My problem is the not-very-dear deer.  We live near a creek, and we're on their pathway.  They love whatever we've got growing.  Short of 8-foot tall fencing, I don't know what to do.
So we planted some mesclun, radishes and sugar snap peas in some pots to place on the deck, thinking that would keep the deer away.  The squirrels, however, thought it was marvelous, and dug deep trenches among the carefully sowed tiny seeds, sprinkled just so with a scant 1/2 inch of topsoil.  I'm thinking squirrel stew, which we do here in the South.
Take a tour this Saturday of some "Urban Farms" with an old friend, Master Gardener Jan Leitschuh, down in the beautiful Sandhills area of NC.  http://sustainablesandhills.org or call 910 484-9098.  Jan has also developed a business of planting edible gardens for folks.

Since I have no fresh veggies or fruit to enthrall you with this week, I'd like to pass on a terrific recipe for granola.  I find granola to be very expensive in the stores.  And full of fats and calories, and lots of added stuff.  I searched online, and found a recipe by a favorite food writer, Mark Bittman of THE NEW YORK TIMES.  I used my own combination of nuts, as he suggested, and did a combo of sweeteners (honey and maple syrup).  And let me tell you, it's awesome.  What a terrific way to start your day.  I sprinkle it over peaches and blueberries I froze last summer.  I imagine it'd be good with yogurt, or strawberries, or ice cream. . . . . 
It takes about 10 minutes to chop the nuts and combine the ingredients, then another 30 or so minutes to bake.  I buy oatmeal and nuts in bulk, so the cost is significantly less, over the long haul, from the boxes or bags you buy in the store.  Not a bad investment for such a terrific outcome.
Start with these basics, then add, as Bittman suggests, other grains, dried fruit, spices, orange zest, peanut butter or even chocolate chips.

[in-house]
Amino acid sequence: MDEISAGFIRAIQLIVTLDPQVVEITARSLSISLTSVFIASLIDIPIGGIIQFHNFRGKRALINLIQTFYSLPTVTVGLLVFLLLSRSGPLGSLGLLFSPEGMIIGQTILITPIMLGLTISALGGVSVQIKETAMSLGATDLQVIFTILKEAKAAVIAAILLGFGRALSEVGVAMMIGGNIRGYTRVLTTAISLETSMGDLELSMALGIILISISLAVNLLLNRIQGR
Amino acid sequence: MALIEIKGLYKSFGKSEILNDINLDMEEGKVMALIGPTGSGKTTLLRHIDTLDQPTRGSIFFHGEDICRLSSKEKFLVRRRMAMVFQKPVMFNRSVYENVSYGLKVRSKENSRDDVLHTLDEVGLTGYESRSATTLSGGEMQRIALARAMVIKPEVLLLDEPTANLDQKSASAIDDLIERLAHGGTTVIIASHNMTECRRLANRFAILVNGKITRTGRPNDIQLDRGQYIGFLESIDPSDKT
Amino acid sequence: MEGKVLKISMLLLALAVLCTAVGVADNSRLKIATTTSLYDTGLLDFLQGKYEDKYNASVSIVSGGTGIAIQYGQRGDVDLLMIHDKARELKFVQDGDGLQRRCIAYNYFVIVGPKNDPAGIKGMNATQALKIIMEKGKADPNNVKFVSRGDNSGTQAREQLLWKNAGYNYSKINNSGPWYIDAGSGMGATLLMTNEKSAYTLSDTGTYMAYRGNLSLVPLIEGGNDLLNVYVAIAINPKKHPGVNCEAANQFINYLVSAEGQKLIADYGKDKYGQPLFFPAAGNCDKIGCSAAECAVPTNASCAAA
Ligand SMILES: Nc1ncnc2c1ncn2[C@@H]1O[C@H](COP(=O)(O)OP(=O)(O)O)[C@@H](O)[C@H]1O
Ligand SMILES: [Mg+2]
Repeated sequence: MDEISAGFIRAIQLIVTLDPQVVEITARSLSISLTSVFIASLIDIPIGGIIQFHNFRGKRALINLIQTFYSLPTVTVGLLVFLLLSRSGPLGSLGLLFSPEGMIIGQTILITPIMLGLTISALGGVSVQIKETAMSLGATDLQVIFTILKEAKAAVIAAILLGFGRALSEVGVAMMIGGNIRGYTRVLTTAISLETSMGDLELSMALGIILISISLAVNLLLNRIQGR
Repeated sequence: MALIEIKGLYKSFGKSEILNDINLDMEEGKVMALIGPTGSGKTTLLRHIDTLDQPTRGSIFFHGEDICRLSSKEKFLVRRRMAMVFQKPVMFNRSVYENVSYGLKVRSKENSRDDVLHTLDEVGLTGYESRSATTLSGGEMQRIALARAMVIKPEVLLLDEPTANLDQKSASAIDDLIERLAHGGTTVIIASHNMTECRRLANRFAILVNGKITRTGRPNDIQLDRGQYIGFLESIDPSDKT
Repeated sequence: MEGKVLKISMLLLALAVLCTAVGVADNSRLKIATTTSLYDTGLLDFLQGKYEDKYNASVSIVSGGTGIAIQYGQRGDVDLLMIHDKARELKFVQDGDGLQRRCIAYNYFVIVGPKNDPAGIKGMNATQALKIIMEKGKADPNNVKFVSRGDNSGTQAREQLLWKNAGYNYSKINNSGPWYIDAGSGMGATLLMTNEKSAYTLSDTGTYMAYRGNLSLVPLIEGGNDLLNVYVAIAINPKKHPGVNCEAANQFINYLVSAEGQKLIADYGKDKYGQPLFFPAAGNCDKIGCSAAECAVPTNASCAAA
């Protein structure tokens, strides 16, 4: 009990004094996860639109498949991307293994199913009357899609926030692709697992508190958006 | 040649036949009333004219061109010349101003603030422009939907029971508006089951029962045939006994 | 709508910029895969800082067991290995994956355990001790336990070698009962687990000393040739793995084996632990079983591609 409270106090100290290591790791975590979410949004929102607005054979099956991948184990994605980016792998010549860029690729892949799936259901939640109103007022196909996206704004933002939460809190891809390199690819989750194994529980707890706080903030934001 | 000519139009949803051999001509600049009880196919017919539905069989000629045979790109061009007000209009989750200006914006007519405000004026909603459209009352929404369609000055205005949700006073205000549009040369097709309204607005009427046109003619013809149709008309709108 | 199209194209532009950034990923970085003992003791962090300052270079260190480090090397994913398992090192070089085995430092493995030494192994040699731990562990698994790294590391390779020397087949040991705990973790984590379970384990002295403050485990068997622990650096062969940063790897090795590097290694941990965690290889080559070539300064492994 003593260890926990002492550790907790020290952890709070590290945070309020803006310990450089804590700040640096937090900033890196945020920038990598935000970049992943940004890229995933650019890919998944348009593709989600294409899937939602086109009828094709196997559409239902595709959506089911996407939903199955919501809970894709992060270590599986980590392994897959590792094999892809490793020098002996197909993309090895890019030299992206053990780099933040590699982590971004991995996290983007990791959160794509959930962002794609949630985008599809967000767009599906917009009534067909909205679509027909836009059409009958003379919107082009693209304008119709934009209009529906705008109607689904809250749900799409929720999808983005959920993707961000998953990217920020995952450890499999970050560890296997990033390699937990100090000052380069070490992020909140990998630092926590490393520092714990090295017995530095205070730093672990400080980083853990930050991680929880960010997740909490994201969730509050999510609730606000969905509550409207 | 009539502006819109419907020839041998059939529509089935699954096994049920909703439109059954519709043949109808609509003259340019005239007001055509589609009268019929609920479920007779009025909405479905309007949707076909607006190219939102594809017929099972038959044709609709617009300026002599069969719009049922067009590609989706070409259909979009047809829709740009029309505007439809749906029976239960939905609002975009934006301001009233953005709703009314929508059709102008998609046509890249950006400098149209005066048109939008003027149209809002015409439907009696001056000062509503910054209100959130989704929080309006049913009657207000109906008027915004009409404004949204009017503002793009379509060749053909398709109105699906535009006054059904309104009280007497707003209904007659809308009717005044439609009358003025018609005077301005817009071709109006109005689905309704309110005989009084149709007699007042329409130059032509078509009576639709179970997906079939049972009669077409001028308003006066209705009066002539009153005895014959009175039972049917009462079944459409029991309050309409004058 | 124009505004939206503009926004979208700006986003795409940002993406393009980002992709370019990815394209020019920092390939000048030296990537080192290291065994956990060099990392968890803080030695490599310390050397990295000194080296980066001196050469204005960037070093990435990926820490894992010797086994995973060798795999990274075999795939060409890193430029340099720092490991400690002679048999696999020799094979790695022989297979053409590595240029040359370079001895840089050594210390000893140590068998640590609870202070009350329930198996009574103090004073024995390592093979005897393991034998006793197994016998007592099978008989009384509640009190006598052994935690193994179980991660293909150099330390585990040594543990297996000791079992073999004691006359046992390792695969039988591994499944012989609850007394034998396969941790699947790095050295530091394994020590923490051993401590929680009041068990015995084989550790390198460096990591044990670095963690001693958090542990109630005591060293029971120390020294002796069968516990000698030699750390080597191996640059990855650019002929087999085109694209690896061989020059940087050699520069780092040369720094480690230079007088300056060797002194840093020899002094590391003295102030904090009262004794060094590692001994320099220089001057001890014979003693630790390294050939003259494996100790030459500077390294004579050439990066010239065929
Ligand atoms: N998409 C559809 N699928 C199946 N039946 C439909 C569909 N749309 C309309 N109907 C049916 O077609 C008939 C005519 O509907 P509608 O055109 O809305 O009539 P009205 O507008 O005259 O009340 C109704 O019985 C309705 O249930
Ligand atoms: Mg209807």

- 6 cups rolled oats (NOT quick-cooking or instant)
- 2 (I did 3) cups mixed nuts and seeds (I used chopped walnuts, pecans and almonds, but wan to add cashews, sunflower seeds, flaxseeds or sesame seeds next time)
- 1 cup dried unsweetened shredded coconut, optional ( we don't like the stuff, so I left that out)
- 1 teaspoon ground cinnamon, or to taste
- dash of salt
- 1/2 to 1 cup honey or maple syrup, or to taste (I used a combo)
- 1 cup raisins or chopped dried fruit, optional (I left these out since I knew I'd be using fresh or frozen fruit)

Preheat oven to 350 degrees.  In a large bowl, mix together the oats, nuts, salt, and cinnamon (use your hands, your best tools).  Drizzle the honey and/or maple syrup over.  Stir until all is moistened.  You might need to add a bit more honey or syrup. 
I divided the mixture between two baking sheets with sides.  Place in preheated oven for at least 30 minutes.  Stir occasionally.  You want the mixture to be browned but not burned so that it will be crunchy.  I left mine in for about 40 minutes.
Remove from oven, then add raisins or dried fruit, if desired.  Cool on a rack until it gets to room temp.  I store mine in a plastic zippered bag in the refrigerator.  Bittman says it will keep indefinitely, but mine won't last long.  I love the stuff!
Source:  THE NEW YORK TIMES.  Jan 9, 2009.